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# asymptotics of central binomial coefficient

By making use of the expression

$4^{{-n}}{2n\choose n}=\prod_{{m=1}}^{n}{2m-1\over 2m},$ |

we may obtain estimates of the central binomial coefficient ${2n\choose n}$ for large values of $n$. We begin by making some elementary algebraic manipulations of this product:

$4^{{-n}}(2n+1){2n\choose n}={(2n+1)\prod_{{m=1}}^{n}(2m-1)\over\prod_{{m=1}}^{% n}2m}={\prod_{{m=1}}^{n}(2m+1)\over\prod_{{m=1}}^{n}2m}=\prod_{{m=1}}^{n}{2m+1% \over 2m}$ |

Then we multiply this by our previous expression, factor-by-factor:

$16^{{-n}}(2n+1){2n\choose n}^{2}=\prod_{{m=1}}^{n}{(2m+1)(2m-1)\over(2m)^{2}}.$ |

With a bit of rearrangement and manipulation, this gives us the following formula for the central binomial coefficient,

${2n\choose n}={4^{n}\over\sqrt{2n+1}}\sqrt{\prod_{{m=1}}^{n}\left(1-{1\over 4m% ^{2}}\right)},$ |

which we shall examine to obtain estimates of the central binomial coefficient for large $n$.

To make use of this formula, we make two key observations about the product which appears on the right-hand side. First, since each of the terms in the product lies between $0$ and $1$, the product is an decreasing function of $n$, Thus, we have

$4^{{-a}}\sqrt{2a+1}{2a\choose a}>4^{{-b}}\sqrt{2b+1}{2b\choose b}$ |

when $a<b$. Secondly, the product converges in the limit $n\to\infty$. In fact, it turns out to be Wallis’ product for $\pi$, so we have

$\lim_{{n\to\infty}}4^{{-n}}\sqrt{2n+1}{2n\choose n}=\sqrt{2\over\pi}.$ |

This limit may be reread as an approximate formula when $n$ is large:

${2n\choose n}\approx\sqrt{2\over\pi}{4^{n}\over\sqrt{2n+1}}$ |

As an example, let us consider the case $n=10$. The exact answer is ${20\choose 10}=184756$. The approximate answer is $(4^{{10}}\sqrt{2}/\sqrt{21\pi})=182570.38\ldots$, which agrees with the exact answer to a percent. Also note that the estimate is smaller than the exact answer — this is a general feature which is due to the observation made above that the product is an decreasing function of $n$. Moreover, this observation also implies that the percentage error decreases as $n$ increases; in particular, the approximation is good within a percent when $n>10$.

It is worth noting that same result can be obtained from Stirling’s formula. In fact, one can deduce Stirling’s formula by a similar line of reasoning.

With a little more work, wee can improve our approximation. We begin by considering the product

$\prod_{{m=1}}^{n}{64m^{2}-9\over 64m^{2}-25}.$ |

On the one hand, we can evaluate this product by factoring the numerator and denominator and cancelling terms:

$\displaystyle\prod_{{m=1}}^{n}{64m^{2}-9\over 64m^{2}-25}$ | $\displaystyle=\prod_{{m=1}}^{n}{(8m-3)(8m+3)\over(8m-5)(8m+5)}$ | ||

$\displaystyle={5\cdot 11\over 3\cdot 13}\cdot{13\cdot 19\over 11\cdot 21}\cdot% {21\cdot 27\over 19\cdot 29}\cdots\cdots{(8n-11)(8n+5)\over(8n-13)(8n-3)}\cdot% {(8n-3)(8n+3)\over(nm-5)(8n+5)}$ | |||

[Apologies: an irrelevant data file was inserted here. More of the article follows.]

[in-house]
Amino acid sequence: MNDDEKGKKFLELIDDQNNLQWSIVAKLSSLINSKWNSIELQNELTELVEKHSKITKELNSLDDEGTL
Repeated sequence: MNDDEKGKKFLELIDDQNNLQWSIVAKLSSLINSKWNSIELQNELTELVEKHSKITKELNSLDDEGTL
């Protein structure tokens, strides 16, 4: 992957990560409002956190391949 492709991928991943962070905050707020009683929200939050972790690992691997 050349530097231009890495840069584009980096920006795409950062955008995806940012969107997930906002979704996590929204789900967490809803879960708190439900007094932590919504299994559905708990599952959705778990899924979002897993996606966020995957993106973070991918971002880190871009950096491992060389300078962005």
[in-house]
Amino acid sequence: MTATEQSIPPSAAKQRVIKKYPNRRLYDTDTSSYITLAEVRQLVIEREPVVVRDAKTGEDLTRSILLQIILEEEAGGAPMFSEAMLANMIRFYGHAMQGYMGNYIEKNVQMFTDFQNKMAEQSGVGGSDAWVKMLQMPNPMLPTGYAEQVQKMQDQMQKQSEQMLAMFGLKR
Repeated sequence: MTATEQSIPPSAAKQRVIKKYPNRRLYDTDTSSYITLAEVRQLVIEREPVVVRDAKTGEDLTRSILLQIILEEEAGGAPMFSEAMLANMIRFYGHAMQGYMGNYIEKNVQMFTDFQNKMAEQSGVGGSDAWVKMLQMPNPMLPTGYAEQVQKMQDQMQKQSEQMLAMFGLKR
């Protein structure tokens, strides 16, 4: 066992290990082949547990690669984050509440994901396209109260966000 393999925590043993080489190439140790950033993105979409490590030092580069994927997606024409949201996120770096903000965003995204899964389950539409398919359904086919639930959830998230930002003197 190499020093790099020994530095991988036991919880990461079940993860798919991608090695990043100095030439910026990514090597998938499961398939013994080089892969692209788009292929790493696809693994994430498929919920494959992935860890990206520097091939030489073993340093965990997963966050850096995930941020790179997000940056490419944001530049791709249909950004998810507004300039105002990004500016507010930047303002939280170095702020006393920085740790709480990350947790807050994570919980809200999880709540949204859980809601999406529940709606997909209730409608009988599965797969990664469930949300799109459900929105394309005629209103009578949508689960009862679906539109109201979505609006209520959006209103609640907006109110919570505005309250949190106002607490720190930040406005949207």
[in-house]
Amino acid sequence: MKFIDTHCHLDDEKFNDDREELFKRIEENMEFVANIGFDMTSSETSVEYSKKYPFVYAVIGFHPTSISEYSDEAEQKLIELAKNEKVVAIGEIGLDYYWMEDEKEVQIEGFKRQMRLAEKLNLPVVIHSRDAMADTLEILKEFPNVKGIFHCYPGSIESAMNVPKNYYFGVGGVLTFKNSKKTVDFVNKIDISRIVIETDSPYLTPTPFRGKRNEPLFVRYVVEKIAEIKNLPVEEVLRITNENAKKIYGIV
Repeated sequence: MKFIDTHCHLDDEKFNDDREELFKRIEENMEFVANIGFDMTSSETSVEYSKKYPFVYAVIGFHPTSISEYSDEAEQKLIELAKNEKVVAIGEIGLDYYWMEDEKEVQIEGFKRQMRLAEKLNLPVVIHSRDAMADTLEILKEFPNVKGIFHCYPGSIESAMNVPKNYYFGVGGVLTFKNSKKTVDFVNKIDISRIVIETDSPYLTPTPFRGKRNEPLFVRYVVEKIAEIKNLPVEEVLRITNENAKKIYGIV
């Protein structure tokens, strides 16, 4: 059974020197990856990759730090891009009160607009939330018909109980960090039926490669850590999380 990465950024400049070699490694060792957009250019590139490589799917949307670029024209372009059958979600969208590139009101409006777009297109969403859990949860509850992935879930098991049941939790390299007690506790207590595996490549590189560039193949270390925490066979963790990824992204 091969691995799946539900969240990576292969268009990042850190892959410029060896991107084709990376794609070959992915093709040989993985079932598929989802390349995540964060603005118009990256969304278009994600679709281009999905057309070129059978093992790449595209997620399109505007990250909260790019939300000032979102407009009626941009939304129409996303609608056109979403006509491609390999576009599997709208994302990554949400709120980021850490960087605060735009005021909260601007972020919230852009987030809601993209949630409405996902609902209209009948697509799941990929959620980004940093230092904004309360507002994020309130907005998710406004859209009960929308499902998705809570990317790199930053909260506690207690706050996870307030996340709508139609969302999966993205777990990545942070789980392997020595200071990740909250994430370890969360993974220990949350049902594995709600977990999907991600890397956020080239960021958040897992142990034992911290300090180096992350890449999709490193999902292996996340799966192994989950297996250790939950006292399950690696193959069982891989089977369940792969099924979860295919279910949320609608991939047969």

$\displaystyle={5\over 3}\cdot{8n+3\over 8n+5}$ |

From this expression, it follows that the product converges to $5/3$ as $n\to\infty$. On the other hand, we can multiply this product by the product we obtained earlier termwise:

$\displaystyle\left(\prod_{{m=1}}^{n}{64m^{2}-9\over 64m^{2}-25}\right)\left(% \prod_{{m=1}}^{n}\left(1-{1\over 4m^{2}}\right)\right)$ | $\displaystyle=\prod_{{m=1}}^{n}{64m^{2}-9\over 64m^{2}-25}\cdot{4m^{2}-1\over 4% m^{2}}$ | ||

$\displaystyle=\prod_{{m=1}}^{n}{256m^{4}-100m^{2}+9\over 256m^{4}-100m^{2}}$ | |||

$\displaystyle=\prod_{{m=1}}^{n}\left(1+{9\over 256m^{4}-100m^{2}}\right)$ |

By taking limits on both sides, we conclude that

$\prod_{{m=1}}^{\infty}\left(1+{9\over 256m^{4}-100m^{2}}\right)={10\over 3\pi}.$ |

Embracing our earlier formula for the central binomial coefficient with both hands, we obtain

$16^{{-n}}\cdot{80n^{2}+70n+15\over 24n+15}{2n\choose n}^{2}=\prod_{{m=1}}^{n}% \left(1+{9\over 256m^{4}-100m^{2}}\right).$ |

Juggling terms from one hand to the other, we obtain a new formula for the central binomial coefficient:

${2n\choose n}=4^{n}\sqrt{24n+15\over 80n^{2}+70n+15}\,\sqrt{\prod_{{m=1}}^{n}% \left(1+{9\over 256m^{4}-100m^{2}}\right)}$ |

Despite the increase in complexity, this formula is actually an improvement over the old formula. The reason for this is that the product converges more rapidly because the polynomial in the denominator is now of the fourth order.

As before, we may take the limit $n\to\infty$:

$\lim_{{n\to\infty}}4^{{-n}}\,\sqrt{16n^{2}+14n+3\over 8n+5}{2n\choose n}=\sqrt% {2\over\pi}$ |

This gives us a new, improved asymptotic formula:

${2n\choose n}\approx\sqrt{2\over\pi}\,4^{n}\,\sqrt{8n+5\over 16n^{2}+14n+3}$ |

To see just how good this formula is, let us revisit the case $n=10$. Now, we get the approximation $(4^{{10}}\sqrt{170/1743\pi})=184756.93\ldots$. Because the terms in the new product are greater than unity, the approximation is an overestimate, so we round it down to $184756$, which just so happens to be the exact answer. The approximation is that good!

## Mathematics Subject Classification

11B65*no label found*05A10

*no label found*

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